Specific: In order for a goal to be effective, it needs to be specific. A specific goal answers questions like 1) What needs to be accomplished? 2) Who’s responsible for it? 3) What steps need to be taken to achieve it? 4) By when or under what conditions and with who? Thinking through these questions helps get to the heart of what you’re aiming for.
Example: The customer will help grow the number of monthly users of the app

Measurable: Specificity is a solid start, but quantifying your goals (that is, making sure they’re measurable) makes it easier to track progress and know when you’ve reached the finish. To make this SMART objective even more impactful, it should incorporate measurable and trackable benchmarks. The objective should also cover the tools that will be used to track it and how it will be tracked.
Example: The customer will help grow the number of monthly users of the app by over 1000 users per month optimizing and onboarding their core processes defined in appendix A at the rate of a process per 12 weeks up to a minimum of 8 processes.

Achievable: This is the point in the process when you give yourself a serious reality check. Goals should be realistic — not pedestals from which you inevitably tumble. Ask yourself: is the objective something your team can reasonably accomplish with the resources allocated to the contract? This will require those who have operational responsibilities to have reviewed the clause before being incorporated in the contract or it should be a standard clause that has been revised and agreed upon as part of the standard products and services the supplier provides.
Example: 1) Safeguarding the achievability of your goal is much easier when you’re the one setting it. However, that’s not always the case. When goals are handed down from elsewhere such as sales or legal, make sure to communicate any restraints you may be working under. Even if you can’t shift the end goal, at least you can make your position (and any potential roadblocks) known up-front, 2) This doesn’t affect the contractual objective wording so much but it really needs to be checked with those that are responsible for delivery, that all other elements Specific, Measureable, relevant and time-bound are possible

Relevant: Here’s where you need to think about the big picture. Why are you setting the goal that you’re setting, will it contribute to the required outcomes desired from the engagement, or is it just the cost of doing business and maintaining compliance, such as anti-slavery acts? The outcome in this example is to digitise and scale processes across many users consistently. To do this, usage of any app needs to increase at both user and process levels.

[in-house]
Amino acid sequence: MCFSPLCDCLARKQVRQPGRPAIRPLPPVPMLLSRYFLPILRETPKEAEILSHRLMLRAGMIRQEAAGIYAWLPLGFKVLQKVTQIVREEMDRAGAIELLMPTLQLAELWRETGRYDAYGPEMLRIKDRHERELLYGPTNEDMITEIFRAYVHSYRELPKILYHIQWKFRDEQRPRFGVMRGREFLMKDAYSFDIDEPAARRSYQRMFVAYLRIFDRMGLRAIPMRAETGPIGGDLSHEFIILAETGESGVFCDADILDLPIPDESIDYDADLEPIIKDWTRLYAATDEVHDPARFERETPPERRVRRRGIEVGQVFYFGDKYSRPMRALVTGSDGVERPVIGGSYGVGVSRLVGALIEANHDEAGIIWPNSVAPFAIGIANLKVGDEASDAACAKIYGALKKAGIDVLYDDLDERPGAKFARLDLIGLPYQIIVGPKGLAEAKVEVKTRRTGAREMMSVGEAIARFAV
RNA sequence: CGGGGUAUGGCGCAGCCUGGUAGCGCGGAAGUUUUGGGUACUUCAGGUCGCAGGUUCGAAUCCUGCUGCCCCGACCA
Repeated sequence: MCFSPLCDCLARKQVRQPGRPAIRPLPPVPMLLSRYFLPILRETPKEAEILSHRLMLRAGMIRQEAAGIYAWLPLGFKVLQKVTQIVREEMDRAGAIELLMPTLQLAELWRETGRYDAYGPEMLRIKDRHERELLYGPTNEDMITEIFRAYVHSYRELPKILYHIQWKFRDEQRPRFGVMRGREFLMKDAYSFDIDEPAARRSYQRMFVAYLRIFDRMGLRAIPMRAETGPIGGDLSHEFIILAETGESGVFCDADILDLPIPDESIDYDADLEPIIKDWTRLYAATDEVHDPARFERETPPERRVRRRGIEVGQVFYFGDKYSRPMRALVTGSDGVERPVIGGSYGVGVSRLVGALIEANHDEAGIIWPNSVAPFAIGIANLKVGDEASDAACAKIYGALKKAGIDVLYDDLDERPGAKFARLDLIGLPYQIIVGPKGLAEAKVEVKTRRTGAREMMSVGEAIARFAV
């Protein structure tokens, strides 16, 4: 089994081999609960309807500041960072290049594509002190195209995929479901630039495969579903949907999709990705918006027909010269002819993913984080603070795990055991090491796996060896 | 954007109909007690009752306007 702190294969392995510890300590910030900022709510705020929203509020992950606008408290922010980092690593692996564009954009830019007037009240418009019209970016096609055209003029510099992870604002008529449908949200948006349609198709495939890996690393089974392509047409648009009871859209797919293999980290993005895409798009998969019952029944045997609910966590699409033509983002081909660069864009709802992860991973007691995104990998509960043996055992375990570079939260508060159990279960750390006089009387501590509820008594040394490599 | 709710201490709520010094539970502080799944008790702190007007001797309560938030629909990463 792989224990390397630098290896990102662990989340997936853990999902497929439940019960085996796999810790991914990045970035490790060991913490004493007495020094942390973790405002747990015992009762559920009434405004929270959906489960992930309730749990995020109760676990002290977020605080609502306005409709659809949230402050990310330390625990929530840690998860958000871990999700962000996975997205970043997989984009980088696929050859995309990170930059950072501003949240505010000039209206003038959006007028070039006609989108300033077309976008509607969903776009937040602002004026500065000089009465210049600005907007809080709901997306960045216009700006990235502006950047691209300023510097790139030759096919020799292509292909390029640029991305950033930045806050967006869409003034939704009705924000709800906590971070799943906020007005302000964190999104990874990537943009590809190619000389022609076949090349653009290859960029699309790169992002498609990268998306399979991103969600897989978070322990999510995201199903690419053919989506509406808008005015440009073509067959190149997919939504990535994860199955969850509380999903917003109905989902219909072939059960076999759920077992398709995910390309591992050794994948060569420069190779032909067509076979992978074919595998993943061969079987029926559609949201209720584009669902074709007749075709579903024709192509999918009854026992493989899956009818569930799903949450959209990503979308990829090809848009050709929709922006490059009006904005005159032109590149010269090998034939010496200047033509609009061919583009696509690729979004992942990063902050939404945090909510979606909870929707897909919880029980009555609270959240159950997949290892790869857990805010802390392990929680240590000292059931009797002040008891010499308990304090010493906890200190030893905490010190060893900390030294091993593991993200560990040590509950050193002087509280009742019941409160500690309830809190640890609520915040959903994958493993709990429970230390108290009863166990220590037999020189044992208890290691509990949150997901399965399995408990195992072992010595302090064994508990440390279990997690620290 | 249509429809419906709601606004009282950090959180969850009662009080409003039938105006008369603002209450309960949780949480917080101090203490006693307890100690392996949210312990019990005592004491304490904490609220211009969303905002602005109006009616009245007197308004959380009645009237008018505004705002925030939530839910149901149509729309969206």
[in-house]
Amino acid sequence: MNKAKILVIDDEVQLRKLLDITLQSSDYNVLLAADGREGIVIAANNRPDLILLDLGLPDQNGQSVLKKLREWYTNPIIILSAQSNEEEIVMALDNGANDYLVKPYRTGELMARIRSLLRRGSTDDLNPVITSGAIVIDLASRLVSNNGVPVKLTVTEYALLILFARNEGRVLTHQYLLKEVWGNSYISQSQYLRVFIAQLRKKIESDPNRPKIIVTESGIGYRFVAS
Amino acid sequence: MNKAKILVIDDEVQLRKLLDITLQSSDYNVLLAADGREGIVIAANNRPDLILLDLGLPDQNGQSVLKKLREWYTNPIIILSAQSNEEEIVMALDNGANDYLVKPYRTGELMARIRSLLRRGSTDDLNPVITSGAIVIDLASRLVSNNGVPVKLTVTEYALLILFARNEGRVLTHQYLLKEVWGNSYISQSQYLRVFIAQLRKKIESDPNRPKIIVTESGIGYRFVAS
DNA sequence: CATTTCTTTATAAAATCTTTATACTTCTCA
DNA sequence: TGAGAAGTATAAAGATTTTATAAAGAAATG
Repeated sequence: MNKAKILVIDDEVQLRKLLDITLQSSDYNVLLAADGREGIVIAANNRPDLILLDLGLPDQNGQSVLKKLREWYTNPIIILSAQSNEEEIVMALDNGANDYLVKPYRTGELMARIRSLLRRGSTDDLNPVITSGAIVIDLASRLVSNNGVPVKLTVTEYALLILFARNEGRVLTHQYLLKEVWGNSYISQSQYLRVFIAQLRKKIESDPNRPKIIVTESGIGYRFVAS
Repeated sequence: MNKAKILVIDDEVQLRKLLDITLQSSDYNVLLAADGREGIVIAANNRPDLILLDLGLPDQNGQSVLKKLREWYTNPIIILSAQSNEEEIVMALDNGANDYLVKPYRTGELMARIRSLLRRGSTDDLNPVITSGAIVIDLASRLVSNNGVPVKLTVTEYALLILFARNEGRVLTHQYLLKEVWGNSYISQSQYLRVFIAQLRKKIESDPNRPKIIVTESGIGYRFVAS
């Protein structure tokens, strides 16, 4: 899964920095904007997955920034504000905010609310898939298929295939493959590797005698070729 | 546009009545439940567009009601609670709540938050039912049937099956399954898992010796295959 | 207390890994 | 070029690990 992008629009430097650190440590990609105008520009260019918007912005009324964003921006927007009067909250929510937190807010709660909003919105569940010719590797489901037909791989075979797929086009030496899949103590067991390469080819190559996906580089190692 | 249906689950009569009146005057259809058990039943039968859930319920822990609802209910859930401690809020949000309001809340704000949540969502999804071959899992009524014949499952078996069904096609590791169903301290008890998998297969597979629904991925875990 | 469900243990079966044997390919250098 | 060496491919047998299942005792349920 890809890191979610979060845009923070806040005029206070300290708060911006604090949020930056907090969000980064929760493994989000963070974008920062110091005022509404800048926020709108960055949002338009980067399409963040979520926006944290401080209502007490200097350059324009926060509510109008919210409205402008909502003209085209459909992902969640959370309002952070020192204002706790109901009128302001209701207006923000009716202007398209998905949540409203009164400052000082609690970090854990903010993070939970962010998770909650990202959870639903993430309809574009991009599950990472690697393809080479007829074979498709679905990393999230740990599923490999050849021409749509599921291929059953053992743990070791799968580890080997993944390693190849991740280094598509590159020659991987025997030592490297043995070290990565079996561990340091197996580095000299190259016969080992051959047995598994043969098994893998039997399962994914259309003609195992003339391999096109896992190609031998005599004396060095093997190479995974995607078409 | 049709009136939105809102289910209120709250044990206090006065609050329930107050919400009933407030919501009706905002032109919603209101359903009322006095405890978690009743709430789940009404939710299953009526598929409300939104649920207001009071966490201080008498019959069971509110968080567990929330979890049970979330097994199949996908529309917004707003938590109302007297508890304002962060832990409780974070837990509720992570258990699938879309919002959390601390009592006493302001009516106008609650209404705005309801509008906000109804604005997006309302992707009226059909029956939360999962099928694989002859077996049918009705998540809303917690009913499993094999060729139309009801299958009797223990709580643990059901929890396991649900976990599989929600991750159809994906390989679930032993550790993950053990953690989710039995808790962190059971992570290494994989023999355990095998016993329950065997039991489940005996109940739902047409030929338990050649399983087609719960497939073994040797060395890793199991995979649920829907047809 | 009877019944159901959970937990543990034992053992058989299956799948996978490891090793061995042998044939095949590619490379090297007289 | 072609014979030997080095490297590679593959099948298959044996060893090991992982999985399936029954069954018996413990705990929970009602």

Example: The customer will help grow the number of monthly users of the app by over 1000 users per month, optimizing and onboarding their core processes defined in appendix A to ensure adoption of the application and growth in line with the business case as outlined.

Time-bound: To properly measure success, you and your team need to be on the same page about when a goal has been reached. What’s your timeline? When will the team start creating and implementing the tasks they’ve identified? When will they finish? SMART goals should have time-related parameters built in, so everybody knows how to stay on track within a designated time frame. A goal is only complete once a timeline has been incorporated.
Example: The customer will help grow the number of monthly users of the app by over 1000 users per month during the life of the contract, optimizing and onboarding their core processes defined in appendix A to ensure adoption of the application grows in line with the business case as outlined. The process will be adopted at the rate of a process per 12 weeks up to a minimum of 8 processes.

If you use or consider SMART or something similar when creating or reviewing contract obligations there is a much better chance those that hit most of the criteria will be easier to define, track and ultimately set a scope against drastically increasing the chance it will result in a successful delivery.

 

Are non-specific clauses an issue then?

Yes! is the shortest answer. The problem with clauses that are not specific enough is that there is no solid footing for extracting the deliverable scope. Therefore, nothing is acted upon, or worse, one reader to the next interprets it in a very different way and creates a very different scope in their mind. if you have the guess and what is being inferred it’s a badly written clause period, and therefore badly written clauses will increase the risk that the expected benefits for both organisations will fail to be delivered or the expected outcome recognised.

We have actually been set this test by prospects a number of times, wherein in each circumstance, they gave us a contract that was considered “poor” and in one case had a manual review conducted by an external party who concluded it was poorly defined. Of course, we were not aware of this at the time and processed it, extracting some discernible scope where we could, but we had to provide feedback whilst obviously not wanting to insult prospective customers. We stated that the clauses were somewhat suboptimal and that it was hard to determine what was being asked for (scope) and committed to (obligation/deliverable). This was the challenge that we were unknowingly set and we essentially passed, solely because we applied digitally SMART and RACI logic to every clause we reviewed. The prospect also told us that this contract had caused them significant problems, loss of revenue, increased operational costs and delays in delivery – which was no surprise!

Deliverable by design

It is imperative that post-contract processes are clearly defined and make use of a RACI model or something similar to ensure that there is alignment between the pre and post-contract states and that any transition stage between the two is well understood and documented. This principle should be overlayed with the pre-contract processes so as to remain focused and measured on ensuring that the output/outcome of the stage provides high-quality, clearly written contracts backed up by tangible products, services and frameworks. You will then find the end result being a high-performing and highly deliverable contractual agreement.